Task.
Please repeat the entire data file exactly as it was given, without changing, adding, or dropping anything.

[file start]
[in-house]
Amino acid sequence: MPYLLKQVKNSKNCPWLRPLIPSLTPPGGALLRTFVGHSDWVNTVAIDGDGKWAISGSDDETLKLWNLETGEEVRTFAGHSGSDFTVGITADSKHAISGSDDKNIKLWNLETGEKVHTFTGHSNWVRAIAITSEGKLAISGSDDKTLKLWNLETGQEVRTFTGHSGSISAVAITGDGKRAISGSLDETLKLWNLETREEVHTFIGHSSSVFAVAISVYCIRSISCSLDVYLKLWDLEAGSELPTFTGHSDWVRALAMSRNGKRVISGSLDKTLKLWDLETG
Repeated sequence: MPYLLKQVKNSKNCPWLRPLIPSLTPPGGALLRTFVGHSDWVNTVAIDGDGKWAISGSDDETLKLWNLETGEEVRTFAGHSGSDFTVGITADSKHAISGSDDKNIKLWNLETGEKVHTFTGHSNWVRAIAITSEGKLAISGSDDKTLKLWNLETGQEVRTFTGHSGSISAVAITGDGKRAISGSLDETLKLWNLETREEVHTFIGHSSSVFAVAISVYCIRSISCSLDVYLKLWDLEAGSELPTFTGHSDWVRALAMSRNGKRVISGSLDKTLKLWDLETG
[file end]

[in-house]
Amino acid sequence: MPYLLKQVKNSKNCPWLRPLIPSLTPPGGALLRTFVGHSDWVNTVAIDGDGKWAISGSDDETLKLWNLETGEEVRTFAGHSGSDFTVGITADSKHAISGSDDKNIKLWNLETGEKVHTFTGHSNWVRAIAITSEGKLAISGSDDKTLKLWNLETGQEVRTFTGHSGSISAVAITGDGKRAISGSLDETLKLWNLETREEVHTFIGHSSSVFAVAISVYCIRSISCSLDVYLKLWDLEAGSELPTFTGHSDWVRALAMSRNGKRVISGSLDKTLKLWDLETG
Repeated sequence: MPYLLKQVKNSKNCPWLRPLIPSLTPPGGALLRTFVGHSDWVNTVAIDGDGKWAISGSDDETLKLWNLETGEEVRTFAGHSGSDFTVGITADSKHAISGSDDKNIKLWNLETGEKVHTFTGHSNWVRAIAITSEGKLAISGSDDKTLKLWNLETGQEVRTFTGHSGSISAVAITGDGKRAISGSLDETLKLWNLETREEVHTFIGHSSSVFAVAISVYCIRSISCSLDVYLKLWDLEAGSELPTFTGHSDWVRALAMSRNGKRVISGSLDKTLKLWDLETG